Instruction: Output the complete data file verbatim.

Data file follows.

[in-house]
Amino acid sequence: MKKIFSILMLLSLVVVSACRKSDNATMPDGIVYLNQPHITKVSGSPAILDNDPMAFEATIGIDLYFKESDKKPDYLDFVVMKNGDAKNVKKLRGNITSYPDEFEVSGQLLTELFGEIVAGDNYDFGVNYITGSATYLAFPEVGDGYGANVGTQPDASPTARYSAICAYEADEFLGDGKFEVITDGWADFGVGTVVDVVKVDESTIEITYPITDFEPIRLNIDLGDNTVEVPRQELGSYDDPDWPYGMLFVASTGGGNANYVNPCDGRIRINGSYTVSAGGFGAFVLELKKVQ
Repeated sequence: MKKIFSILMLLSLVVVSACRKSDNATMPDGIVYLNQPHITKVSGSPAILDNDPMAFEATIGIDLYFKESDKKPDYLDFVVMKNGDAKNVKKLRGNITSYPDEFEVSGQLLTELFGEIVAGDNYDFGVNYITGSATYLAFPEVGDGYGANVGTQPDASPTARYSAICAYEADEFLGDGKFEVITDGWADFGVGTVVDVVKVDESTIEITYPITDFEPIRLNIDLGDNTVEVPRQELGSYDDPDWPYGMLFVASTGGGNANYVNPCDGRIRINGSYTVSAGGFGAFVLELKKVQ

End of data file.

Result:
[in-house]
Amino acid sequence: MKKIFSILMLLSLVVVSACRKSDNATMPDGIVYLNQPHITKVSGSPAILDNDPMAFEATIGIDLYFKESDKKPDYLDFVVMKNGDAKNVKKLRGNITSYPDEFEVSGQLLTELFGEIVAGDNYDFGVNYITGSATYLAFPEVGDGYGANVGTQPDASPTARYSAICAYEADEFLGDGKFEVITDGWADFGVGTVVDVVKVDESTIEITYPITDFEPIRLNIDLGDNTVEVPRQELGSYDDPDWPYGMLFVASTGGGNANYVNPCDGRIRINGSYTVSAGGFGAFVLELKKVQ
Repeated sequence: MKKIFSILMLLSLVVVSACRKSDNATMPDGIVYLNQPHITKVSGSPAILDNDPMAFEATIGIDLYFKESDKKPDYLDFVVMKNGDAKNVKKLRGNITSYPDEFEVSGQLLTELFGEIVAGDNYDFGVNYITGSATYLAFPEVGDGYGANVGTQPDASPTARYSAICAYEADEFLGDGKFEVITDGWADFGVGTVVDVVKVDESTIEITYPITDFEPIRLNIDLGDNTVEVPRQELGSYDDPDWPYGMLFVASTGGGNANYVNPCDGRIRINGSYTVSAGGFGAFVLELKKVQ